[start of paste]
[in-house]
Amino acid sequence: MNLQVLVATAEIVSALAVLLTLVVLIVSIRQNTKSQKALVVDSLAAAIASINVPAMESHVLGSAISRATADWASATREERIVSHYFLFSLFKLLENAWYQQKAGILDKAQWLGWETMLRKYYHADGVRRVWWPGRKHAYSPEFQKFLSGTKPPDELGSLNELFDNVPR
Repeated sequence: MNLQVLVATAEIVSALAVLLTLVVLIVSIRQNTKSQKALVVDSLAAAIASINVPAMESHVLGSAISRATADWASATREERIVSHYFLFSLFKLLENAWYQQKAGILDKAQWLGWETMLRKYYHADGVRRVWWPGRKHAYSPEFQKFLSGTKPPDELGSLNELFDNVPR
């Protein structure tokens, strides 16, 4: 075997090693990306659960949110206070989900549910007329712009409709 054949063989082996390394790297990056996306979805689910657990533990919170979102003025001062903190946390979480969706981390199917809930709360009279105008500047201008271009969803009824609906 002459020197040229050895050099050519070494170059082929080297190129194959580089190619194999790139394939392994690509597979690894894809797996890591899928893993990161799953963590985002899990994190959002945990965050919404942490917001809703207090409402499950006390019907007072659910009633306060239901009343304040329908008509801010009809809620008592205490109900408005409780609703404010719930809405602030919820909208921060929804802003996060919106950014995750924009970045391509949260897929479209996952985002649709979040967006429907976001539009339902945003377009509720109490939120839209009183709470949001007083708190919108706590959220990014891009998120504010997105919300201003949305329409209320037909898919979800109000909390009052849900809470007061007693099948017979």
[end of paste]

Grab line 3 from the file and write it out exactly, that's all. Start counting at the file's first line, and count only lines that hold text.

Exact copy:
Repeated sequence: MNLQVLVATAEIVSALAVLLTLVVLIVSIRQNTKSQKALVVDSLAAAIASINVPAMESHVLGSAISRATADWASATREERIVSHYFLFSLFKLLENAWYQQKAGILDKAQWLGWETMLRKYYHADGVRRVWWPGRKHAYSPEFQKFLSGTKPPDELGSLNELFDNVPR